Members of the Molecular Epidemiology Working Group (MEG) and those interested in the field were invited to attend a reception at 5:00 p.m. on Tuesday, November 18. The session provided attendees with an opportunity to learn about MEG membership, meet with members of the MEG Steering Committee, and network with colleagues. MEG/AACR is a Scientific Working Group of epidemiologists, molecular biologists and geneticists, biochemists, toxicologists, nutritionists, clinical and translational researchers, pathologists, biostatisticians, ethicists and researchers from any other relevant scientific discipline who are interested in working together to increase knowledge about cancer and chronic disease etiology, thereby promoting the cure and prevention of cancer and the improvement of public health. MEG/AACR provides an ongoing forum for the scholarly discussion on the conduct and interpretation of molecular epidemiologic studies by sponsoring scientific and educational programs and activities that will advance the field, and by fostering partnerships and collaborations among scientists in a variety of disciplines encompassed in and related to molecular epidemiology. For more information on how to join MEG, please e-mail email@example.com.
On Sunday, November 16 at 4:30 p.m., a Special Session was presented on NCI Opportunities for Junior Investigators. Dr. Jonathan S. Wiest of the National Cancer Institute, Center for Cancer Training, led this one-hour panel discussion with colleagues from the National Cancer Institute. Panelists gave an overview of training and grant funding mechanisms for new and junior investigators.
Dr. Frank L. Meyskens, Jr. of the University of California, Irvine was named the recipient of the Seventh Annual American Association for Cancer Research – Prevent Cancer Foundation Award for Excellence in Cancer Prevention Research. The Award Lecture, titled "Optimizing Chemoprevention by Minimizing Risk-Benefit and Maximizing Risk-Reduction," was given on Monday, November 17 at 5:00 p.m. in the Woodrow Wilson Ballroom.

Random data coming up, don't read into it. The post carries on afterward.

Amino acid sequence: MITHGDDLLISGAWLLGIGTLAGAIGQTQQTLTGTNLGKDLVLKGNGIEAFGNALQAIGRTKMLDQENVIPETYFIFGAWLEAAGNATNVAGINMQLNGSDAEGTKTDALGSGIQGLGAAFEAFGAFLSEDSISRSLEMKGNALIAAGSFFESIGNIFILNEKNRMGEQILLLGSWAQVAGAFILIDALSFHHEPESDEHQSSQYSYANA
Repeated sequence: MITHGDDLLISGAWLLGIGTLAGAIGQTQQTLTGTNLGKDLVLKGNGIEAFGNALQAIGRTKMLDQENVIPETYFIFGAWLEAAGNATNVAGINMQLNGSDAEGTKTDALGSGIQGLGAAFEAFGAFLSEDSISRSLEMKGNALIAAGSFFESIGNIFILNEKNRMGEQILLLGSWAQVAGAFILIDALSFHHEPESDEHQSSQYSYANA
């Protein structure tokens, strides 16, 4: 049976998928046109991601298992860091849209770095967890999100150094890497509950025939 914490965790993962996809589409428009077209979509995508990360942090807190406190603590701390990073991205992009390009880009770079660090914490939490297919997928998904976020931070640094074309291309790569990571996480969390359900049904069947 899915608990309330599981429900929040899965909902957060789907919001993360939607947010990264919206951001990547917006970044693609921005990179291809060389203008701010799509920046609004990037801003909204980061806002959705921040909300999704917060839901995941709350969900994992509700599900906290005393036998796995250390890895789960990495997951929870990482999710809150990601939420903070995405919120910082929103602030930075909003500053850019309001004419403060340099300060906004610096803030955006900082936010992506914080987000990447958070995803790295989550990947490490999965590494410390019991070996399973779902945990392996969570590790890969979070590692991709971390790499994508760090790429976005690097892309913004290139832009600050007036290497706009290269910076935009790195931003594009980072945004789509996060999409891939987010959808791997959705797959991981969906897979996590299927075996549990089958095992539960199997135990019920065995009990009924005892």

Nearly 300 abstracts were presented on Monday, November 17, and Tuesday, November 18 during two poster sessions. Experts from all areas of prevention research served as Poster Session Facilitators during the poster sessions and helped to guide poster discussions for the first hour of each session.
PROFESSIONAL ADVANCEMENT SERIES SESSION FOR YOUNG INVESTIGATORS
A special Professional Advancement Series Session for Young Investigators was chaired by Dr. Waun Ki Hong. The session began with short presentations by the panelists, followed by a question and answer period. Panelists were experts in the prevention field and discussed their career paths.
THE CONQUEST OF CANCER AND THE NEXT GENERATION OF RESEARCHERS
SPECIAL PROGAM FOR HIGH SCHOOL STUDENTS
AACR is committed to the education and training of the next generation of able and dedicated cancer researchers. The Association was pleased to offer an AACR Special Program for High School Students which provided students the opportunity to network with peers while learning about cancer and the field of cancer research from established cancer investigators. The session included lectures from prominent cancer researchers on topics including Understanding Cancer, Keys to Cancer Prevention, and A Message from a Cancer Survivor.
The AACR Scientist<->Survivor Program offered survivor and patient advocates tremendous exposure to the cutting-edge cancer research presented at the meeting and unparalleled opportunities to meet prominent cancer researchers from around the world. By strengthening communications and forging partnerships between these important communities in the cancer field, the Scientist<->Survivor Program enhances efforts to accelerate progress in the fight against cancer.